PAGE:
Amsterdam is “that” city to many people. What “that” means is up to the person because in Amsterdam any of “that” can be had. Amsterdam has some of the best museums and unique culture in Europe. Amsterdam is one of the prettiest and most scenic cities in the whole world. Amsterdam has a checkered history that goes back 500 years. The Dutch are after all responsible for finding my hometown of Manhattan in the 1600’s and stupidly selling it, in what is known as the worst deal in the history of real estate. They still almost exclusively ride bicycles and tram cars in Amsterdam and of course, Amsterdam is known as the most liberal city in Europe if not in the whole world. Put this all together and it equals one of the world’s truly great cities and one of my absolute favorites.
To walk or bike around Amsterdam is a real treat because I believe Amsterdam is the prettiest city in Europe and that’s some high praise with some of the real treasures of the world in Europe. The canals to me are gorgeous and I love the way the trees line the canal district streets and offset the typically Dutch town houses that line the canals. The bridges that cross over the canals are so picturesque that even a jaded traveler like me finds himself stopping for a photo and a few minutes to admire the scenery even after five visits to the city.
The museums in Amsterdam are very well known as the Rijks Museum and the Van Gogh Museum are both worth the admission although the Van Gogh Museum did jack their prices up to 15 euros per person now with no youth or student discount. Of course there are several alternative museums that some find worthy of exploration, especially the sex museum, the torture museum, the vodka museum, a Madame Tussaud’s and the Amsterdam Dungeon which I’ve not been to but I imagine it’s a take-off on the famous London Dungeon near Whitehall in London. However, for me the only real place to visit in Amsterdam is the Anne Frank House.
I had previously been in 1998 to the Anne Frank House when it was still undergoing a remodeling that lasted three years. It is always a difficult place to visit but yesterday we went and they redid the museum very respectfully and in a very tasteful way. You are still very aware of what happened in the house and of the times during the Nazi occupation of Amsterdam when 103,000 Jews from the Netherlands were taken away and slaughtered in Nazi death camps.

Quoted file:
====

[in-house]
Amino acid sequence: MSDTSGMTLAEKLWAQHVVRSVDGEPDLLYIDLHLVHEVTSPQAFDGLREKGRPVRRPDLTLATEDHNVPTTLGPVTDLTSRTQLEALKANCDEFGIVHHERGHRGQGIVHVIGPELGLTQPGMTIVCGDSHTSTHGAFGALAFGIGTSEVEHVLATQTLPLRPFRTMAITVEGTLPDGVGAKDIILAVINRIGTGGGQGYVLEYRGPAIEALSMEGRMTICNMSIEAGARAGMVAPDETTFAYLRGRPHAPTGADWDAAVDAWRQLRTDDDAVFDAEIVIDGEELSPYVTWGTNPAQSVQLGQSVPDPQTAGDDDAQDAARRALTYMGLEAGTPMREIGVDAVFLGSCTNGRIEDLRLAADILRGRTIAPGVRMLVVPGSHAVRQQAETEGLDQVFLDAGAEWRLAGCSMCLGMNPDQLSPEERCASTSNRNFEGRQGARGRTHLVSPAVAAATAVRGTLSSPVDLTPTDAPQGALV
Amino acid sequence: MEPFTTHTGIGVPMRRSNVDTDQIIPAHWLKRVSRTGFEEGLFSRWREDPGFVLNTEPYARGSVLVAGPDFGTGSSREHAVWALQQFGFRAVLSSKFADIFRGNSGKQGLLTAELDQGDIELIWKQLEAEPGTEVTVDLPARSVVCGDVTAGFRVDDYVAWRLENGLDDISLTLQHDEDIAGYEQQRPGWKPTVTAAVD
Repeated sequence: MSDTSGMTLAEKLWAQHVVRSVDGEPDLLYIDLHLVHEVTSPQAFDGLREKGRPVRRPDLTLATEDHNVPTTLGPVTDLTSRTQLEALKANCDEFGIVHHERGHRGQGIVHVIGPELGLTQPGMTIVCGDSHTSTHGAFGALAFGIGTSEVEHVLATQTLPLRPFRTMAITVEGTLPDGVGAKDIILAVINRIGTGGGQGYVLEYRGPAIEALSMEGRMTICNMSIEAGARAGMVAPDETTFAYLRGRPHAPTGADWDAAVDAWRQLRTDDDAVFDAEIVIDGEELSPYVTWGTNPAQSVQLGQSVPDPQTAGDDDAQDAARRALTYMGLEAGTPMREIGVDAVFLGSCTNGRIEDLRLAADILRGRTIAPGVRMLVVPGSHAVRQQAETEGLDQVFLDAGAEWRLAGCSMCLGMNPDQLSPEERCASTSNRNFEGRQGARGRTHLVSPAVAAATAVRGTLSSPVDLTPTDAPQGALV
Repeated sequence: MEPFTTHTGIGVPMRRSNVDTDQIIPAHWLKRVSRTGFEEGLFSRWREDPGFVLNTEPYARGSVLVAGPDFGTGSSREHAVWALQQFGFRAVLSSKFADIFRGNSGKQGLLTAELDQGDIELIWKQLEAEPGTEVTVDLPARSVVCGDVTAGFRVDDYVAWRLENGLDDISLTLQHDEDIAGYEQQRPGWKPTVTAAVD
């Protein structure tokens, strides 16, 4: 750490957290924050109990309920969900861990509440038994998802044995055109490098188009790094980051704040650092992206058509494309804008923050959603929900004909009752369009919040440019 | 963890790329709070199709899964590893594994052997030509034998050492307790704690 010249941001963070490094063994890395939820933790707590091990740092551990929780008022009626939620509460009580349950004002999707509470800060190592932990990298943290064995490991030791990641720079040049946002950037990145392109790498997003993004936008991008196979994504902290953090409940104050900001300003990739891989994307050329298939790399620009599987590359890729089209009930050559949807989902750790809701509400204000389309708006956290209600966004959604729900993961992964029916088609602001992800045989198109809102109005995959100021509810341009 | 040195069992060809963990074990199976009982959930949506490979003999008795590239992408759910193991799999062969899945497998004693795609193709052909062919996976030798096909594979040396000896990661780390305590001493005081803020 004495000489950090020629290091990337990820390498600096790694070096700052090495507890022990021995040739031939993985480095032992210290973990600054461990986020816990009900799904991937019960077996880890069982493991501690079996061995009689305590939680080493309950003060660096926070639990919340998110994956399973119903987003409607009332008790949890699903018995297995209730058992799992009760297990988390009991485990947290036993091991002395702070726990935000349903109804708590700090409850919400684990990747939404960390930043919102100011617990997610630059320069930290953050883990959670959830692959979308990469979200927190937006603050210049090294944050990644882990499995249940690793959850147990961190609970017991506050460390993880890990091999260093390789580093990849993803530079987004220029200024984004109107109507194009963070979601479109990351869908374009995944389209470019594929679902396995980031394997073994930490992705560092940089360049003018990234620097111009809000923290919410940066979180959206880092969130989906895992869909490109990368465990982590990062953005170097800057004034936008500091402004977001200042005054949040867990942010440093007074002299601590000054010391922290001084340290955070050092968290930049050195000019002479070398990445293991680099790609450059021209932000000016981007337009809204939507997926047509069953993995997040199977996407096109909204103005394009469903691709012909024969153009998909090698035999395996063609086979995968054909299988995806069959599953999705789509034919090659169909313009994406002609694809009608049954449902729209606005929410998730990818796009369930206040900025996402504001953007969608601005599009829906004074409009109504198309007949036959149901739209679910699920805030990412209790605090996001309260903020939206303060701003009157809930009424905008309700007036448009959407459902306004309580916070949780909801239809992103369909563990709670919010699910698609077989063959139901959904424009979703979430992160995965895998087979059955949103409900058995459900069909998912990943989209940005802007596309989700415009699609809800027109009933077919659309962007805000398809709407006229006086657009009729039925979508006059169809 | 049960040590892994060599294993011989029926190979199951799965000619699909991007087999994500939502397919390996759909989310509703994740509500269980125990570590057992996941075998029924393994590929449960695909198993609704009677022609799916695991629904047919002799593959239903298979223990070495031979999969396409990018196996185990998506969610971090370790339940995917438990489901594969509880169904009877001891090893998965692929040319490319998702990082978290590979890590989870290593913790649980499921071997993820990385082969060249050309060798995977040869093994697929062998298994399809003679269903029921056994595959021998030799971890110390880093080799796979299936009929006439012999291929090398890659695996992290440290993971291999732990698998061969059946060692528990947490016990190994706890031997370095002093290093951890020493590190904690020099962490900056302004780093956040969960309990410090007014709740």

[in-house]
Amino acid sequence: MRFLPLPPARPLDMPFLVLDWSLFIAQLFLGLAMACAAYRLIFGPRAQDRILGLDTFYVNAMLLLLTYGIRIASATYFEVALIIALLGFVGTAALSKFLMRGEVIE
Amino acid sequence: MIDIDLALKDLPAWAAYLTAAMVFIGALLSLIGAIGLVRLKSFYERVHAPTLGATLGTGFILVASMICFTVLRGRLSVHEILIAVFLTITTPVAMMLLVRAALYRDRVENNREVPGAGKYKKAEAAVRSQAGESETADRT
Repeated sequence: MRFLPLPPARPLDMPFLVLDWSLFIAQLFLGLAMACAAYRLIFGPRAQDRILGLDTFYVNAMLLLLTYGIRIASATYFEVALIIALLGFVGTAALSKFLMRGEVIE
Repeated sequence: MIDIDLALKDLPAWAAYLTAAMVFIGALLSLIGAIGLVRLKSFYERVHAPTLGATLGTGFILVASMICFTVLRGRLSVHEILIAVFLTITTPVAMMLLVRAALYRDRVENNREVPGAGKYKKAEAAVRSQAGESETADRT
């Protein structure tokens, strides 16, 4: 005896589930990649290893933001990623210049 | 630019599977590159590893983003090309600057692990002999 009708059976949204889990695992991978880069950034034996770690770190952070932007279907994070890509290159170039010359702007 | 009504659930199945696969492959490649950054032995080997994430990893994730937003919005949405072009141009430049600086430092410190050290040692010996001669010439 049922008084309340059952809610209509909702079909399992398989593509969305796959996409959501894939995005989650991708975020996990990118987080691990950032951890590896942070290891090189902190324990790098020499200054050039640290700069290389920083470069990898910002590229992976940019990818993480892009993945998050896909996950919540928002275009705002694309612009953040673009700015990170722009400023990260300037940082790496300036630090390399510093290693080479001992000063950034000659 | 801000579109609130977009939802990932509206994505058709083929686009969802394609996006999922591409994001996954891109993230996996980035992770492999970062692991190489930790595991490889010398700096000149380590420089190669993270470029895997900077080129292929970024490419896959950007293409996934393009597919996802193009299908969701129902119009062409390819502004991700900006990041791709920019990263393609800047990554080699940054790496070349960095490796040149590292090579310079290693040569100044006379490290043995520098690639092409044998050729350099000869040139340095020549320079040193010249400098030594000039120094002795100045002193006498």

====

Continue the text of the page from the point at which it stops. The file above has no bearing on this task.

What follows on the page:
The house is 4 stories tall and all of it is now accessible by foot and there are very informative quotes and videos throughout the house. You really get the feel of what they endured during the two years Anne Frank and seven others shared two small rooms in the attic of the Amsterdam town house. I also appreciated the visit way more this time and to put into perspective what Anne, a 10-13 year old at the time she wrote her diary, was actually writing and her incredible mature incites. I also learned about the fates of Anne and her seven other hideaways that I did not remember from my first visit many years ago. It is a very humbling experience and another chilling reminder of the trail of terror and death left by the Nazi’s during and after World War II.
We stayed at the famous St. Christopher’s at the Winston Hotel which is a hostel in the St. Christopher’s chain that includes some of Europe’s most well know and famous hostels. The place is a great place to base yourself in Amsterdam and its location is dubious because it is in the red light district. If you’ve never been to Amsterdam then I won’t bother explaining how ridiculous the Red Light district is but trust me it’s worth a look-see when you do visit. It is the most visited place in Amsterdam, even more than the Anne Frank House.
In Amsterdam’s red light district there is no limit to what you can do or see which is probably what makes it so popular. From live sex shows to window shopping for hookers, to coffee shops that don’t sell coffee and drug dealers on every corner, the red light district has something for every sinner. Ironically, it is heavily regulated (including a hookers union) and patrolled by police and very highly trafficked by tourists, both casual onlookers and of course those looking for some action. Any way you slice it, the red light district is an integral part of the tourist experience in the awesome and highly liberal city of Amsterdam.